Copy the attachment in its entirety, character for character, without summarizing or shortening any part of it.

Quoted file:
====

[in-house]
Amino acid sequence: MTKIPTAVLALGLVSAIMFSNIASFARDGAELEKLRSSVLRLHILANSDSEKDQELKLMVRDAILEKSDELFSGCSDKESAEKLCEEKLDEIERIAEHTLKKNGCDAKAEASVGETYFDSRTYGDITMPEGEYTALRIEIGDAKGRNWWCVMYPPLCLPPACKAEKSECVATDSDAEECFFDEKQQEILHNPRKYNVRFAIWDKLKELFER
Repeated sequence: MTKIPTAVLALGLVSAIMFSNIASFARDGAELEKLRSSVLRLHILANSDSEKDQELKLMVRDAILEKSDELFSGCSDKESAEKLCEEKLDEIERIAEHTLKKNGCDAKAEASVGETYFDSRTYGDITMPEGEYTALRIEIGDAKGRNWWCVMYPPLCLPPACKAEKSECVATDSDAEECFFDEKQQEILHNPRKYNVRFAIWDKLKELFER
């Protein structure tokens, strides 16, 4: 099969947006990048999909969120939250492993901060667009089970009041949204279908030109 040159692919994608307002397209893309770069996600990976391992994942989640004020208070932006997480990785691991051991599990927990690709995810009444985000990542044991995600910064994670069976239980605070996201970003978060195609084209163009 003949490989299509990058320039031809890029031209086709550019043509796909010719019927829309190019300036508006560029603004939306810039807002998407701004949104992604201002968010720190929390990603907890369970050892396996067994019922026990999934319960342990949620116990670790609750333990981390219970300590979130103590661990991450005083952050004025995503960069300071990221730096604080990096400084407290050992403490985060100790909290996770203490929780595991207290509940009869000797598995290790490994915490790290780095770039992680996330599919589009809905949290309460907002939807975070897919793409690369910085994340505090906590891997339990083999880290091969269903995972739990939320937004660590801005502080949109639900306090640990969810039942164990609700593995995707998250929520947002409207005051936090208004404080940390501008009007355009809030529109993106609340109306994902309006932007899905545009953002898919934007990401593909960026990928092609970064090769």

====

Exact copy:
[in-house]
Amino acid sequence: MTKIPTAVLALGLVSAIMFSNIASFARDGAELEKLRSSVLRLHILANSDSEKDQELKLMVRDAILEKSDELFSGCSDKESAEKLCEEKLDEIERIAEHTLKKNGCDAKAEASVGETYFDSRTYGDITMPEGEYTALRIEIGDAKGRNWWCVMYPPLCLPPACKAEKSECVATDSDAEECFFDEKQQEILHNPRKYNVRFAIWDKLKELFER
Repeated sequence: MTKIPTAVLALGLVSAIMFSNIASFARDGAELEKLRSSVLRLHILANSDSEKDQELKLMVRDAILEKSDELFSGCSDKESAEKLCEEKLDEIERIAEHTLKKNGCDAKAEASVGETYFDSRTYGDITMPEGEYTALRIEIGDAKGRNWWCVMYPPLCLPPACKAEKSECVATDSDAEECFFDEKQQEILHNPRKYNVRFAIWDKLKELFER
């Protein structure tokens, strides 16, 4: 099969947006990048999909969120939250492993901060667009089970009041949204279908030109 040159692919994608307002397209893309770069996600990976391992994942989640004020208070932006997480990785691991051991599990927990690709995810009444985000990542044991995600910064994670069976239980605070996201970003978060195609084209163009 003949490989299509990058320039031809890029031209086709550019043509796909010719019927829309190019300036508006560029603004939306810039807002998407701004949104992604201002968010720190929390990603907890369970050892396996067994019922026990999934319960342990949620116990670790609750333990981390219970300590979130103590661990991450005083952050004025995503960069300071990221730096604080990096400084407290050992403490985060100790909290996770203490929780595991207290509940009869000797598995290790490994915490790290780095770039992680996330599919589009809905949290309460907002939807975070897919793409690369910085994340505090906590891997339990083999880290091969269903995972739990939320937004660590801005502080949109639900306090640990969810039942164990609700593995995707998250929520947002409207005051936090208004404080940390501008009007355009809030529109993106609340109306994902309006932007899905545009953002898919934007990401593909960026990928092609970064090769």